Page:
Sea Technology

JUN 2017

The industry's recognized authority for design, engineering and application of equipment and services in the global ocean community

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Page 40 of 72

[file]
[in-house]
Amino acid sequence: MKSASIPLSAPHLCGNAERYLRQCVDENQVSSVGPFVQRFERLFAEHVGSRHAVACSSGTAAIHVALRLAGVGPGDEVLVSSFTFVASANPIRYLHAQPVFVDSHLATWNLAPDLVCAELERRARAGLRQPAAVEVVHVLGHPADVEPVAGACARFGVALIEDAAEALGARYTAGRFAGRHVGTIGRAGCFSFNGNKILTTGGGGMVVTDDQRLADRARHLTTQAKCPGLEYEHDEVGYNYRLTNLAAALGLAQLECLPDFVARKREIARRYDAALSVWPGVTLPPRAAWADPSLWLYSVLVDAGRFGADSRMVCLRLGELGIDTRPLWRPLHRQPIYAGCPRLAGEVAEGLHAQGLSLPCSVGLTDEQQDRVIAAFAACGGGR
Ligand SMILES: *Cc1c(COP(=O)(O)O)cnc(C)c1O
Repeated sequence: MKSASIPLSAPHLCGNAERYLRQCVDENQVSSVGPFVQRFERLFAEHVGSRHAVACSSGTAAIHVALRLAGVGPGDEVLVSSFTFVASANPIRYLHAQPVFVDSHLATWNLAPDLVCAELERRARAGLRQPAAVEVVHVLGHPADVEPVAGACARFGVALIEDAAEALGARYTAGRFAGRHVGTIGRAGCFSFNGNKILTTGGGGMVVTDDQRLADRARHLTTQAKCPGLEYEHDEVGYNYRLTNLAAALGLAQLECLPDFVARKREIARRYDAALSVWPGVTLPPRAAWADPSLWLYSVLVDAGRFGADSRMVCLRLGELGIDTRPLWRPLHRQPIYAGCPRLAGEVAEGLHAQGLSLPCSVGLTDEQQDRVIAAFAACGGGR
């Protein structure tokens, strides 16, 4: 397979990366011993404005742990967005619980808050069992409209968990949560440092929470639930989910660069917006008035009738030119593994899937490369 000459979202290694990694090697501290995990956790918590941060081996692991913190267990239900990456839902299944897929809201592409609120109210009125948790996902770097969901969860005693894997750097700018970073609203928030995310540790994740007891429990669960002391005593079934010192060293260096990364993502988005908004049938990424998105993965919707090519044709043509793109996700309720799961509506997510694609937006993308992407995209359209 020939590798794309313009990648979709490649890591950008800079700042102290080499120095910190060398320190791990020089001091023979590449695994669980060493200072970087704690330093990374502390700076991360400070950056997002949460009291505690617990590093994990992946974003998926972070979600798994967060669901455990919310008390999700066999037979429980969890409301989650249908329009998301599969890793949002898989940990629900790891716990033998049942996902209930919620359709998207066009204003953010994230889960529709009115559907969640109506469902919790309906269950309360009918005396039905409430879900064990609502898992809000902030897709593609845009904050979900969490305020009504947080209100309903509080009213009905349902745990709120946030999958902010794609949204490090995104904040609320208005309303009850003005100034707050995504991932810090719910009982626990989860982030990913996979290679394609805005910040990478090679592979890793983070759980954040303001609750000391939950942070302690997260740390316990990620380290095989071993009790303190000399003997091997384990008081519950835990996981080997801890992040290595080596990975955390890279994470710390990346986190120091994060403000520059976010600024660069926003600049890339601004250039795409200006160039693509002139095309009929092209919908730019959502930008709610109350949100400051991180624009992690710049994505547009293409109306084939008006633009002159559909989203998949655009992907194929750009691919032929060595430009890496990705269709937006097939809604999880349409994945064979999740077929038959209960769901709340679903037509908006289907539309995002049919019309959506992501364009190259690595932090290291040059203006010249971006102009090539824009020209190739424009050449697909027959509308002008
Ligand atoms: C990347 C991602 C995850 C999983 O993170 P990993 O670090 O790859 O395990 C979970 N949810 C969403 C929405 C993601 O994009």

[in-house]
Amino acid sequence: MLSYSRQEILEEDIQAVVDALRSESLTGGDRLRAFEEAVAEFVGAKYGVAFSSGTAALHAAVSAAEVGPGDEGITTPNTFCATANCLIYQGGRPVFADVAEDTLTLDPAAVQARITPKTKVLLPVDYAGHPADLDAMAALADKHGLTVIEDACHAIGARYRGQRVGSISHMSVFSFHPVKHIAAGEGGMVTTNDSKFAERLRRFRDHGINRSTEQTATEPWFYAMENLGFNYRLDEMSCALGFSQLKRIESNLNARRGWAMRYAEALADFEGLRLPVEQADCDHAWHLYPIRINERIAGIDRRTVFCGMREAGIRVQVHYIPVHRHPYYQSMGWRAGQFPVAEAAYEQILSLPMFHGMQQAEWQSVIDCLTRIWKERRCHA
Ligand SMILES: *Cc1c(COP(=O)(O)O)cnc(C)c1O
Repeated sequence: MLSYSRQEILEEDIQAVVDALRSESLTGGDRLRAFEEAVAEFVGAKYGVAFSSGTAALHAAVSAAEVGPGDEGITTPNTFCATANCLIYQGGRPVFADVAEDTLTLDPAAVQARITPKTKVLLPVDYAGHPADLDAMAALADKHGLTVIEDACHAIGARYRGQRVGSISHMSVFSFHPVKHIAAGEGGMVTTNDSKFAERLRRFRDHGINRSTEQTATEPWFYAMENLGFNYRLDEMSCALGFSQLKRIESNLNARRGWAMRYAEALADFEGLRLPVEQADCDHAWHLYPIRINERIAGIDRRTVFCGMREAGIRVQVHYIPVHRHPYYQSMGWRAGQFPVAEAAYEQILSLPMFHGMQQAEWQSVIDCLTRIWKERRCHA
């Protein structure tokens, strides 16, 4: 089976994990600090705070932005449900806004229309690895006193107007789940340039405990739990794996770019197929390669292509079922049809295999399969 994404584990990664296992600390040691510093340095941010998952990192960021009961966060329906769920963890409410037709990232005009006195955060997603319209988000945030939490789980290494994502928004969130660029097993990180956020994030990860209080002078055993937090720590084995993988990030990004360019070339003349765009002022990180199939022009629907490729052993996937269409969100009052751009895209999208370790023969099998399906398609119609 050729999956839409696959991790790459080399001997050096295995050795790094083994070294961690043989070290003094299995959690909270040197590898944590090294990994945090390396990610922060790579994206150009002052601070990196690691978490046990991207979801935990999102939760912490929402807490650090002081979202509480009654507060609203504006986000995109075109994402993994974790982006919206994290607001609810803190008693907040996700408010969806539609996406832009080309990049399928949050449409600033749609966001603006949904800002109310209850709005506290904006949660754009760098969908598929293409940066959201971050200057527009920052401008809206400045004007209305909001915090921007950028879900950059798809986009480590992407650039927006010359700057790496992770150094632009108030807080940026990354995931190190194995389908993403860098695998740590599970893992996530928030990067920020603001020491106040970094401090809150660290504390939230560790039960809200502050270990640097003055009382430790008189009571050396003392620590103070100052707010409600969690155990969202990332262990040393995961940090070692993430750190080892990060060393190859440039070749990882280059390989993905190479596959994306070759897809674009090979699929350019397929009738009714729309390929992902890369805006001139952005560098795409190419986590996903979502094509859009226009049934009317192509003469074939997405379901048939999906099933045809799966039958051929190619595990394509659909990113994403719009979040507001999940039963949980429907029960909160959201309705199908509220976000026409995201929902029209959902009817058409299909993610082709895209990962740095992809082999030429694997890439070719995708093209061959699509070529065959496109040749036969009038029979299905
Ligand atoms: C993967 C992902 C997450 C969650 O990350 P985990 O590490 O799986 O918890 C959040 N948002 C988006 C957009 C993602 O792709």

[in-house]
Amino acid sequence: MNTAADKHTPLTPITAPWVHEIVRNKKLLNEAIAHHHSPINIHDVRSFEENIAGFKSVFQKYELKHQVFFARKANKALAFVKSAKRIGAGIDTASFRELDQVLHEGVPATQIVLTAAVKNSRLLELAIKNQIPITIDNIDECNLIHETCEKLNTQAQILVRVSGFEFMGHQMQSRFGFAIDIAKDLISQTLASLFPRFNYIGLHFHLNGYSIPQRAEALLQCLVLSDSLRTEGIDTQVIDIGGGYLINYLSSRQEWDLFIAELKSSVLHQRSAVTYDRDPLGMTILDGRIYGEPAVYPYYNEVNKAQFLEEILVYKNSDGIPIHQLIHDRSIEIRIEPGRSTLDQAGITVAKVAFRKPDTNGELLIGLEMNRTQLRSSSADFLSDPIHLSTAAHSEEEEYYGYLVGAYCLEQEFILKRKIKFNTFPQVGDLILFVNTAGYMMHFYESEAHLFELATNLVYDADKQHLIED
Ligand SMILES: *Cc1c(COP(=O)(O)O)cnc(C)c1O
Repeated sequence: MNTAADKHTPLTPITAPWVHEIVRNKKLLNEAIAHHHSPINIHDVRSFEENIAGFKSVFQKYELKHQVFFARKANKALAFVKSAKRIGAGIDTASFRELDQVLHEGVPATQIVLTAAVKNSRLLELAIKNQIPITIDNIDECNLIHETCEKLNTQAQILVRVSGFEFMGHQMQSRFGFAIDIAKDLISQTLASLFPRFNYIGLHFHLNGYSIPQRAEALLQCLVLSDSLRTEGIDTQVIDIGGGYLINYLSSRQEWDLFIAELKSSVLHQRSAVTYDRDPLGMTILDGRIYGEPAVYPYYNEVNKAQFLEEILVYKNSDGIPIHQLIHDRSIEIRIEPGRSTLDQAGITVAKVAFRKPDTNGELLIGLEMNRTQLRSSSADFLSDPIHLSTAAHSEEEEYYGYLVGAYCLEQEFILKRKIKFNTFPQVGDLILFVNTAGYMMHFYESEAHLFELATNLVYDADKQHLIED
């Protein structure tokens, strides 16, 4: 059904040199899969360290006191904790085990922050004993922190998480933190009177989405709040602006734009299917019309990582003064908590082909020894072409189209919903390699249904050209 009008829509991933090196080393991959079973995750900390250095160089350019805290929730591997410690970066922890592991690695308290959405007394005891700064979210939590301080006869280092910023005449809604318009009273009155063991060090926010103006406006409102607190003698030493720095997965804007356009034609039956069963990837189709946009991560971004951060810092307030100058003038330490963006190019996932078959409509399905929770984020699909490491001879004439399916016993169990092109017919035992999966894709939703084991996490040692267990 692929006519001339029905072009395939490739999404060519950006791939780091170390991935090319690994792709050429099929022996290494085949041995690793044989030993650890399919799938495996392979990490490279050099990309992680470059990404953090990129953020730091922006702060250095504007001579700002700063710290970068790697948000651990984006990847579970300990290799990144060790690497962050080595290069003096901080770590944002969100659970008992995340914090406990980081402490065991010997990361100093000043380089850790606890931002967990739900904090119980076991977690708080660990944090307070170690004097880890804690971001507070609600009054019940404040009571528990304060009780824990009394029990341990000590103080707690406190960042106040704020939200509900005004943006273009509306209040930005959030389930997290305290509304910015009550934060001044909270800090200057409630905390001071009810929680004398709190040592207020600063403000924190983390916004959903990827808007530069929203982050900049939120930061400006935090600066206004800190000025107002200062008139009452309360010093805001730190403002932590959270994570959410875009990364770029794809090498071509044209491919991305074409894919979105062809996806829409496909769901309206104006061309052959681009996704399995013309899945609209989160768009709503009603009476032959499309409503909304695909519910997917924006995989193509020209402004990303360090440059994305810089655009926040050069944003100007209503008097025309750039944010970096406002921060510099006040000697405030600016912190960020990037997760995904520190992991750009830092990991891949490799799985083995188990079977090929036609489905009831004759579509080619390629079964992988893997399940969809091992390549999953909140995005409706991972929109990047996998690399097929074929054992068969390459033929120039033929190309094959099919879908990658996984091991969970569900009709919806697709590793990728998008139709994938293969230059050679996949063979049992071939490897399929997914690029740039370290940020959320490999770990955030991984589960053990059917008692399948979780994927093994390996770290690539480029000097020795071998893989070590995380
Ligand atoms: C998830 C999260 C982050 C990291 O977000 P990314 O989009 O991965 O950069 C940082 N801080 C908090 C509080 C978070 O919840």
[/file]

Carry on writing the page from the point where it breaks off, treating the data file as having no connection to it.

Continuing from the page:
40 st / June 2017 promise new flexibility for the source of the critical onboard gravity-gradient maps required for the map-matching navi- gation task. The maps can derive from original gradiometer measurement data, or they can be generated using forward modeling methods based upon new ocean bathymetric da- tabases. Use of the latter techniques for navigation aiding must still be demonstrated in practice, but simulation of new algorithms show tolerance to significant inherent map errors of certain types. What is unknown is the complete nature of map error types to be expected using the synthetic map-generation methods. Vast improvements in technology and navigation tech- niques have been made since the first demonstrations of gravity-aided inertial navigation of undersea vehicles two decades ago. New gravity gradiometer sensors are in the experimental stage and promise to demonstrate equivalent sensitivity to the original gradiometers but with much re- duced complexity and bulk. They will be suitable for mili- tary submarines and UUVs, as well as the new deep-ocean class of UUVs for geophysical applications. References For a list of references, contact Paul Madden at pmad ST Paul Madden spent much of his career at the Draper Laboratory (formerly the MIT Instrumentation Laboratory). He participated in diverse projects involv- ing missile, submarine and aerospace vehicle guidance, navigation and control. Those projects included the Deep Submergence Rescue Vehicle, the NASA Space Shuttle and the first fly-by-wire aircraft. He is presently a navigation con- sultant based in the Boston area. 6 arc-seconds, that is, 90 and 180 m, respectively. A good position fix was achieved in 6 hours, while little improve- ment was seen after 24 hours. After leaving a position fix location, the UUV navigation performance is entirely dependent upon the intrinsic perfor- mance of the velocity-aided INS that, in turn, depends upon the navigation capability of the particular INS employed and the mode of operation of the velocity aiding (either bottom- tracking or water-tracking). The particular mission of the UUV or manned submers- ible most likely will specify the maximum allowable naviga- tion position error. When this error threshold is approached, the vehicle will either have to seek out a new (or previously used) position fix location or surface momentarily to obtain a GPS position fix. The simulation results demonstrate that gravity-aided navigation algorithms have improved significantly and "Vast improvements in technology and navigation techniques have been made since the first demonstrations of gravi- ty-aided inertial navigation of undersea vehicles two decades ago." More powerful, yet easier to use • Full support for swath bathymetry • Advanced seabed characterization • New faster, integrated 3D viewer • Powerful visualization tools COMING SOON: 7

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